SICP CVT School Spotlight

Sentara School of Health Professions

Betty Ashdown, RT(R)(CT)(CV), RCIS, FAVIR, FSICP, Invasive Clinical Instructor*, School of Cardiovascular Technology, Chesapeake, Virginia
Betty Ashdown, RT(R)(CT)(CV), RCIS, FAVIR, FSICP, Invasive Clinical Instructor*, School of Cardiovascular Technology, Chesapeake, Virginia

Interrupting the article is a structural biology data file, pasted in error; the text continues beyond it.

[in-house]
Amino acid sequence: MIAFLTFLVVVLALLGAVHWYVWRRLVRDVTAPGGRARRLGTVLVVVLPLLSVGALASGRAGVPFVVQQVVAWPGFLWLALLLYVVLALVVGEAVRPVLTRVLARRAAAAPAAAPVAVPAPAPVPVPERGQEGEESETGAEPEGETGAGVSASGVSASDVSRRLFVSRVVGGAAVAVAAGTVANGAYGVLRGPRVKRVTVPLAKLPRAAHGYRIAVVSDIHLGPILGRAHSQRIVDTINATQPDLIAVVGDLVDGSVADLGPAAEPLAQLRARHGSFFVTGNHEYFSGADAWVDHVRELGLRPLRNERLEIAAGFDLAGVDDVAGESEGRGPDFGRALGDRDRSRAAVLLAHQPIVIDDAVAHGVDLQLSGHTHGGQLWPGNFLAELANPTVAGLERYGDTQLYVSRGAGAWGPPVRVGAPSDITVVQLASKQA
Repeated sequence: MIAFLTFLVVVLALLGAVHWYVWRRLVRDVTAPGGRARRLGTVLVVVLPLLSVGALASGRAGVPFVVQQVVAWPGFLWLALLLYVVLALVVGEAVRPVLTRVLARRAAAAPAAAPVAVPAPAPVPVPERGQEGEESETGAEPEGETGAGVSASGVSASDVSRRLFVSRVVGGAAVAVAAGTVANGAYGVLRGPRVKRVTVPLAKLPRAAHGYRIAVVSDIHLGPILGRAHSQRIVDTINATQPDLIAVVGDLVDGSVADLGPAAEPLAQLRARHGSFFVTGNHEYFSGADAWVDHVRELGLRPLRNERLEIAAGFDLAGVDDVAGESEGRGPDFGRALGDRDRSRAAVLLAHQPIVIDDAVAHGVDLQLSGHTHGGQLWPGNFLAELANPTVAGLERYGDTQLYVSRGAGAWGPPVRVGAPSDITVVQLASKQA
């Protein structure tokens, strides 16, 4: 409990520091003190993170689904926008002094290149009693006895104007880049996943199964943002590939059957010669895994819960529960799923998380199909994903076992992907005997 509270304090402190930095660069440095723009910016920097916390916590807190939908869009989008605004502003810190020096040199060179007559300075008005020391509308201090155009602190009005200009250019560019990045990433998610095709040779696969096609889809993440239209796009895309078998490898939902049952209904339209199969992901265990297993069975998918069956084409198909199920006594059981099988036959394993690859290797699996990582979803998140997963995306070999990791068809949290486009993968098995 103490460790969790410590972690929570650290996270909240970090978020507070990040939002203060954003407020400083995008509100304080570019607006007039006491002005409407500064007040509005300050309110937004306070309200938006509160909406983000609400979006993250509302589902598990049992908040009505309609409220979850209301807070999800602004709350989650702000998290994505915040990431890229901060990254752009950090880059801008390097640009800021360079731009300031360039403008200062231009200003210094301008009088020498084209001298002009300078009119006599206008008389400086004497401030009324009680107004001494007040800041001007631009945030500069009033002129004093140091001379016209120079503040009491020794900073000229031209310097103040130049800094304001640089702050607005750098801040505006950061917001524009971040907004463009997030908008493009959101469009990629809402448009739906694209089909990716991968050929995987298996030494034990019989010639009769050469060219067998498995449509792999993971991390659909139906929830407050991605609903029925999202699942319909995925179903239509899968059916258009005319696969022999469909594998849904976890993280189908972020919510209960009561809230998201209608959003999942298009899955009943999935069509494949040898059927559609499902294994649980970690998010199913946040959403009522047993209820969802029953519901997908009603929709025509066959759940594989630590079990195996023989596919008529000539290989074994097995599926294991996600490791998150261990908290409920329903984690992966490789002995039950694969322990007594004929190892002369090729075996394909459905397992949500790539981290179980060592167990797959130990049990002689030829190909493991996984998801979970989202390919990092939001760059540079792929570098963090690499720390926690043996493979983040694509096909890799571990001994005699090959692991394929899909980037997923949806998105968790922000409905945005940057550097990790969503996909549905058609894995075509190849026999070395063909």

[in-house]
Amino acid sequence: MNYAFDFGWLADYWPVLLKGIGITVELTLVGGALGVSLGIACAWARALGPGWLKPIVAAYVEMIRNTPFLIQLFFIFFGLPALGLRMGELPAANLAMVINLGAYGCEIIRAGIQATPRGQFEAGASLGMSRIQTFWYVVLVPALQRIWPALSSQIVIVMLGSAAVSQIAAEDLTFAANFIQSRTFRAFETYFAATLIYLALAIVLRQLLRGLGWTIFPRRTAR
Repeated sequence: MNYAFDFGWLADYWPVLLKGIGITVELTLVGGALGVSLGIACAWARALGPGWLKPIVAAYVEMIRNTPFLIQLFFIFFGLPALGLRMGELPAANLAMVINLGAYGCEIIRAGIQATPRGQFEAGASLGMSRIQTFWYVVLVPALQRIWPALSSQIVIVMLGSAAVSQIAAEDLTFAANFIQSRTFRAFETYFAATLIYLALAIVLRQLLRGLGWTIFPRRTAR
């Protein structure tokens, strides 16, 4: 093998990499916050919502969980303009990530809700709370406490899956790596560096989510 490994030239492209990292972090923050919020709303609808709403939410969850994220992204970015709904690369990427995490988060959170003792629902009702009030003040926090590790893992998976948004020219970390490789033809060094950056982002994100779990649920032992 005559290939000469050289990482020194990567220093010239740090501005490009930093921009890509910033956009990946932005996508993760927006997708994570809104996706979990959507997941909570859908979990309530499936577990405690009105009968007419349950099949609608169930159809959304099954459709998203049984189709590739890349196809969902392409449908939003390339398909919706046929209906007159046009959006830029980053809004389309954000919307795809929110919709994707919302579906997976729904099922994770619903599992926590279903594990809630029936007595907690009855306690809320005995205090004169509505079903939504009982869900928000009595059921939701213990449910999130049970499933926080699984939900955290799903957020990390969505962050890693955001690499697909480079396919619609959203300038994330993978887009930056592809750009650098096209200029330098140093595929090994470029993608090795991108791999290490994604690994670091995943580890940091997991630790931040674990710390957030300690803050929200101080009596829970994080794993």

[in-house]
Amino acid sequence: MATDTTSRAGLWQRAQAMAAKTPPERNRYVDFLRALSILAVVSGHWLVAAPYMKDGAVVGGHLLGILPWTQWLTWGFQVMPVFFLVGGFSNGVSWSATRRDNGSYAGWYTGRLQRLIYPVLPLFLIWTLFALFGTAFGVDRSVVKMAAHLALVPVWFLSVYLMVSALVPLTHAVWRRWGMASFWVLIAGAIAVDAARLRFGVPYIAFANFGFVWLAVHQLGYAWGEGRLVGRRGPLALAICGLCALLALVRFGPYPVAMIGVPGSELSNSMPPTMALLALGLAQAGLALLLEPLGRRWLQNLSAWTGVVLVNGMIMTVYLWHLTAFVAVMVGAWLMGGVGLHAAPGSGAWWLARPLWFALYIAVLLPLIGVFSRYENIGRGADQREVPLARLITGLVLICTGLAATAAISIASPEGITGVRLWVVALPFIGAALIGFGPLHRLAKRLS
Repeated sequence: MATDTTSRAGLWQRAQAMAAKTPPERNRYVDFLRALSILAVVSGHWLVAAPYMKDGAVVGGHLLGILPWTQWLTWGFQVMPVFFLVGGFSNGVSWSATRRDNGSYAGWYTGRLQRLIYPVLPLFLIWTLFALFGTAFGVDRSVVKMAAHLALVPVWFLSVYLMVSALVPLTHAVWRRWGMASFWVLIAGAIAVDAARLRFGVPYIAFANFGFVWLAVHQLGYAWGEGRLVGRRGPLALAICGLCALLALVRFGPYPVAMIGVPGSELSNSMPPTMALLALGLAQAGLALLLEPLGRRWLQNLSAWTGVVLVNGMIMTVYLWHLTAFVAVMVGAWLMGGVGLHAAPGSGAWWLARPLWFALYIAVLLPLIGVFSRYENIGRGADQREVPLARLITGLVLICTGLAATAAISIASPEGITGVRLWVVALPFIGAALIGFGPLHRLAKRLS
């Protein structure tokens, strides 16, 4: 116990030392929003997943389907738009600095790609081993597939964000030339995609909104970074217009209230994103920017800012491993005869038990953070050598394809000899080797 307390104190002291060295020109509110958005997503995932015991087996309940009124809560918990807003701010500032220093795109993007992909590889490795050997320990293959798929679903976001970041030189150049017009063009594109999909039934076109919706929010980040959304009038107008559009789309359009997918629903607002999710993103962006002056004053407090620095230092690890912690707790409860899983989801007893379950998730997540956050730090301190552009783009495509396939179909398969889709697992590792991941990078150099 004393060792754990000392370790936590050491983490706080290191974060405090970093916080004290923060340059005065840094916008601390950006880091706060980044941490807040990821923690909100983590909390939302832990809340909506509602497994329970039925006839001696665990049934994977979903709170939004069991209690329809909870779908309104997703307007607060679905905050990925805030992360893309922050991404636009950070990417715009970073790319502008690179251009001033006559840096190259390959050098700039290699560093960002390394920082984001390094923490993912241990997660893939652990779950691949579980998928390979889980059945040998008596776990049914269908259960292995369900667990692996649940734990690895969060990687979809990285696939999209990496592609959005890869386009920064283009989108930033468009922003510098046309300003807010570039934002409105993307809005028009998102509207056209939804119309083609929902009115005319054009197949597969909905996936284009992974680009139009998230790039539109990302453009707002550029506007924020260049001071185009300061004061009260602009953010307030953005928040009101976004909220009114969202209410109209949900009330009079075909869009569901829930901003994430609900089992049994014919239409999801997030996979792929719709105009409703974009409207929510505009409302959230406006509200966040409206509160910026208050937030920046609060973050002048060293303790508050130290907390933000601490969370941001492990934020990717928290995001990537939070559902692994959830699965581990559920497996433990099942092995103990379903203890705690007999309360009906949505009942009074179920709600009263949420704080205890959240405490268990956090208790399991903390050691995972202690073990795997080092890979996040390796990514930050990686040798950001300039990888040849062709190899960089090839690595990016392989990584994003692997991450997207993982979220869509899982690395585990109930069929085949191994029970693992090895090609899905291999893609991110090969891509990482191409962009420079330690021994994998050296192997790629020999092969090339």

*Betty Ashdown has since left her position at the Sentara School. Why and how did you become an educator? Ever since I can remember, I have enjoyed teaching. When I started in the field of radiologic technology, I became interested in the instruction of fellow students. I continued to take advanced level courses and ended up in the North Carolina Baptist Hospital’s program for special diagnostic radiologic procedures. After three years, I moved to Virginia. I was fortunate enough to work in angiography at Sentara Norfolk General Hospital and became an instructor in the Special Vascular Imaging program. Several years later, the Director of the Radiologic Technology Program at Tidewater Community College and I started courses in angiography, computerized tomography, and magnetic resonance imaging as continuing education courses at the community college. A couple of years later, I moved from radiology to cardiology, and after one year accepted the position of Clinical Instructor for the School of Cardiovascular Technology. How long has your program been in operation? The Sentara School of Cardiovascular Technology has been in operation for over 20 years. The first class graduated in March 1984. The program includes three different tracks: Invasive Cardiology, Echocardiography, and Peripheral Vascular Ultrasound. I became the clinical instructor for the invasive track in August 1997. Can you describe your program syllabus, both clinical and classroom? The 18-month school has an intense didactic and clinical curriculum, and is a competency-based educational program. In the first six months, the student’s attention is devoted to the basics of cardiology and patient care. By the second semester, students focus their attention on the specialty and are ready to assist in the clinical setting with diagnostic procedures. In the second and third semester, the didactic work is less and the student concentrates on developing clinical skills. The student has to complete procedural competencies in order to advance to senior level. By the time the student graduates, he/she must show competency in interventional procedures by performing the skills during actual procedures. How many students do you accept each year? We are one of the programs in the Sentara School of Health Professions, which markets all six of its programs. Last year we received 67 applications, which reflects over a 100% increase from previous years, and accepted 17 (which reflects a 75% increase over previous years). Of those accepted, 8 are dedicated to the invasive tract. Applicants must choose which modality they want prior to admission, to ensure we do not overload the clinical sites. I attribute the increase in applications to not only the increased marketing of the various programs, but also to the increased awareness of heart disease across the nation. What backgrounds do students generally have? Our students come to us with a wide range of backgrounds. Some of them have a degree in exercise science or biology, and have heard of the profession from their professor or during their clinical rotations in cardiac rehab. Others have been working for years in other careers, but have always been interested in the medical profession and decided to change careers. Some of our applicants are introduced to the field of cardiology because one of their family members has cardiovascular disease. What is your program’s annual tuition? The program is an 18-month program and the total cost of the invasive track is $8622.00 (tuition and fees). This price does not include the cost of uniforms and books. What textbooks, CDs, and websites are used in your classes? There are several books the students are required to purchase during the program. Some are: ECG Workout Exercises in Arrhythmia Interpretation, 4th ed. (Jane Huff); Pathophysiology of Heart Disease, 3rd Ed. (Leonard Lilly); The Cardiac Catheterization Handbook, 4th Ed. (Morton Kern); Invasive Cardiology: A Manual for Cath Lab Personnel (Sandy Watson); A Guide To Interpretation of Hemodynamic Data in The Coronary Care Unit (Scott Sharkey). The school has a wide variety of videos and CDs, all are available to the students in the Learning Resource Center (LRC). The 18 computers in the LRC also provide Internet access and computer applications. The LRC allows the student to use these resources at their leisure and can assist them with some of their projects. Technical support is on site and accessible. The School has recently moved into a new facility, with larger didactic classrooms as well as skills labs. The program has a skills lab that simulates a cardiac catheterization procedure room. The room consists of an old Marquette monitoring system, a table for tray set up, a Medrad injector, a HP monitor, and a mannequin on a stretcher for practicing patient prep and simulation of procedures. The invasive students also practice catheter exchange with Angiogram Sam, a model of the aortic tree and the coronary arteries around the heart. The skills lab provides the student with an opportunity to practice their skills before going into the clinical setting. What types of clinical experiences do you offer students? Currently the invasive students receive a total of 1,530 clinical hours during the 18-month program. The students are sent into the clinical arena for observation in the first semester. In the following semesters, the students may rotate through 7 different clinical sites. Their rotation includes experience at hospitals that are primarily diagnostic centers, as well as experience at the larger teaching hospital of Sentara Norfolk General Hospital, to gain experience with interventional procedures and work with patients with heart transplants. Later, they will also rotate through the EP labs and visit Children’s Hospital of The Kings Daughter for pediatric experience. Since the School is part of Sentara Healthcare, the students are fortunate to receive the majority of their clinical training at Sentara Norfolk General Hospital which was listed #21 in the Top 50 Heart Hospitals by U.S. News & World Report for 2003. How hands on does the student become and when do they start this exposure? In the first semester, I accompany each student into the cardiac catheterization lab to practice skills learned in the lab, such as sterile technique, gowning, and gloving. By the second semester, the student will be sent to outlying sites to concentrate on the scrub position of a diagnostic procedure under the guidance of experienced preceptors. While at Sentara Norfolk General Hospital, I assist the student during the procedure in the scrub position. Later they will begin to participate in the float and monitor position of the procedure and will eventually perform the role under the guidance of preceptors or myself. By the time the student graduates, the student must show competency in the various roles during an interventional cardiac catheterization Are your students cross-trained? In the first semester, all of the students are introduced to the various modalities, including echocardiology, peripheral vascular ultrasound, and invasive cardiac catheterization. The students primarily concentrate on their chosen profession by the end of the first semester. In the invasive role they will be exposed to peripheral intervention in the endovascular lab at Sentara Norfolk General Hospital. Who does your classroom and clinical teaching? Currently, the CVT program has two full-time faculty members and one part-time faculty member. The Program Coordinator is Kathy Butterbaugh. I am the invasive clinical instructor and Elizabeth Cesar is a part-time clinical instructor in echocardiography. We are currently searching for a part-time clinical instructor for the peripheral vascular track. The Program Coordinator teaches EKG I and II, Cardiovascular Pharmacology, and Cardiovascular Disease States II. Elizabeth Cesar teaches all other related subjects of echocardiography. I teach all related subjects in invasive cardiology along with Cardiovascular Disease States I, Hemodynamics I and II, and Vascular Pathology I and II. In addition, I am responsible for the clinical instruction and supervision of the invasive students. The School is also fortunate to have RN faculty from other programs to assist with the core courses of Fundamentals of Health Care, Introduction to Pharmacology, and Communications for the Health Care Provider. What is the employment outlook for your graduates? Excellent. The majority of our students are hired within the Sentara Healthcare system. Some move soon after graduation and have had no trouble acquiring jobs when they relocate. Invasive students have had a 100% employment rate since 1993. What are typical starting salaries for graduates? The starting salary, of course, varies with the various modalities. The salaries range from $15.70 to $18.00 per hour. The invasive student can also receive case rate, overtime, and call pay. A typical salary for a first-year invasive student could be in the range of $40,000 per year. What career opportunities have past graduates experienced? Several of our students have begun within the Sentara Healthcare as a Tech I and advanced to a Tech II within a couple of years. Dependent on the student’s career goals, some have advanced to the role of team leader. Some of the students have accepted management roles within the system as well. While several have gone on to pursue the role of clinical specialists or sales representative with industries, others have taken up the role of a traveling technologist. Is there currently a demand for graduates of accredited CVT programs and will there be demand in the future? Absolutely! Most of the area hospitals have recognized the strengths of our students during their rotations. Since our program’s accreditation in 1991, we have continued to reassess the strengths of the students graduating from the program and compared ourselves to others. Some of the area hospitals continue to do on-the-job training (OJT), but recognize that the person who does OJT must already have knowledge in some aspect of the medical profession to be successful. Our students are capable of taking the registry as soon as they graduate, while the OJT individual may have to wait an additional 18 to 24 months to take the registry. The cardiologist generally appreciates the knowledge of the Registered Cardiovascular Invasive Specialist (RCIS) and insists that they are part of the team. How successful have graduates been at passing the RCIS exam? The program recommends the graduate student take the RCIS exam immediately upon graduation. Since 1993, 42 invasive students have graduated. We received data on 38 of the 42, and 34 had passed the RCIS exam on the first attempt. How has the CVT program evolved over the past 5 years? Not only has the school grown in the number of students, but we have recently seen the need for more dedicated faculty to improve the outcomes of the program. 1) In 1999, all of the programs under the Sentara School of Health Professions changed their curriculums to a competency-based program. 2) Instead of relying on preceptors to evaluate the student, the student must now demonstrate competency under the direct observation of the clinical instructor. 3) The program has increase enrollment by 75% and we are looking for additional faculty as we continue to grow. What advice can you give to students considering CVT School? The cardiovascular profession is ever-changing. With the increased awareness across the nation of heart disease, and the improvements in interventional therapies, there has been more emphasis on the procedures that require an invasive cardiovascular technologist. Upon entering the CVT program, the student will be introduced to exciting developments in the treatment of cardiovascular disease. The program can be very intense at times, but the student must keep in the mind the importance of the diagnosis and treatment of the patient. The cardiovascular profession is a very rewarding occupation. The best CVT is one who is open-minded, willing to change and grow with the profession, and focus on the two main goals of quality and safety for the patient. What do you consider unique about your program? Our program is unique because it is one of the few accredited hospital-based programs in the country and it is competency-based. In addition, students receive clinical experience in one of the top cardiac centers in the country. Can you share a particularly proud teaching moment? I have had several proud moments in teaching. I have had times when I’ve seen the all-too-familiar light bulb go off after weeks of tutoring a student who is having a difficult time with a particular subject. I can also remember the feeling I had when I saw one of my graduates working on a patient in cardiogenic shock and was instrumental in saving that patient’s life. Equipment and procedures change so fast that I try to keep up to date doing lunch relief for staff in the lab and there have been times when one of my graduates have taught me a thing or two on new techniques. I am aware of the importance of continuing my education because every day it seems there is something new to learn. I teach because I like it, but when I have a student tell me I have made a difference in their life, that hits home like nothing else. A question for students. Why did you choose to become a CVT? The heart and all of its functions has always fascinated me and I always wanted to learn more information. This was a great place to start. I will be learning something new every day. My only regret is not doing it earlier in my career. Lisa Lockwood, 2nd year student Previously, I worked in the fitness and wellness business. I wanted to make the progression to work in the medical field. I had a friend that worked as a CVT and she suggested that I look into the school that SNGH (Sentara) offered. After researching the position and observing what I would be doing, I decided to apply. I was accepted and will be graduating in less than 9 weeks. Michelle Doss, 2nd year student My paramedic training gave me a great deal of respect for the heart. I knew I wanted to pursue an education that would further my understanding of the heart and allow me to make a difference in the lives of people with cardiac problems. Vanessa Ervin, 2nd year student There is a great opportunity in this field. With all of the new technology and equipment available, good things are happening. Becoming a CVT gives me the opportunity to take patient care to the next level. I can follow the patient from start to finish and know that I helped to give them a better quality of life than when they first walked through the doors. Megan Hunsinger, 1st year student After graduating from college, I felt as though my job opportunities were limited until I was introduced to cardiovascular technology. For me, it is the ideal field a fast-paced environment, with state-of-the-art technology, where patient’s lives are being improved every day. Kelly Metroka, 1st year student I chose to become a CVT for many reasons: the opportunity to work with people, good pay, and advancement potential. The field of cardiology is ever-growing and changing and I saw an opportunity to be involved in that. Stephanie Bishop, 1st year student I was a secretary for a cardiology office when I first saw an echocardiogram being performed. It amazed me that the heart we were looking at on the monitor is the primary thing keeping the patient alive. Even to this day, when I see that beating heart I am just as intrigued as I was that first day. Jennifer Boston, 1st year student Since I was a little girl, it has been my dream and desire to be a part of the medical profession. When I decided to pursue a medical career, the challenge was trying to decide which field of medicine to study. What tipped the scale toward cardiovascular technology was my fascination with the heart. My father, at the age of 51, had to have his first pacemaker inserted because of third degree heart block. He’s 77 now and had his 6th pacemaker in March of 2003. My sister Jacqueline was a cardiovascular technologist for many years and served as a supervisor in the cath lab for the U.S. Army. I was intrigued and fascinated with the techniques, disease states, and the fast-paced environment, which she talked about frequently. Yolanda Davis, 1st year student Becoming a CVT will allow me to work in a fast-paced environment that will continually challenge me to grow. More importantly, it’s my opportunity to make a difference. Kathy Dellinger, 1st year student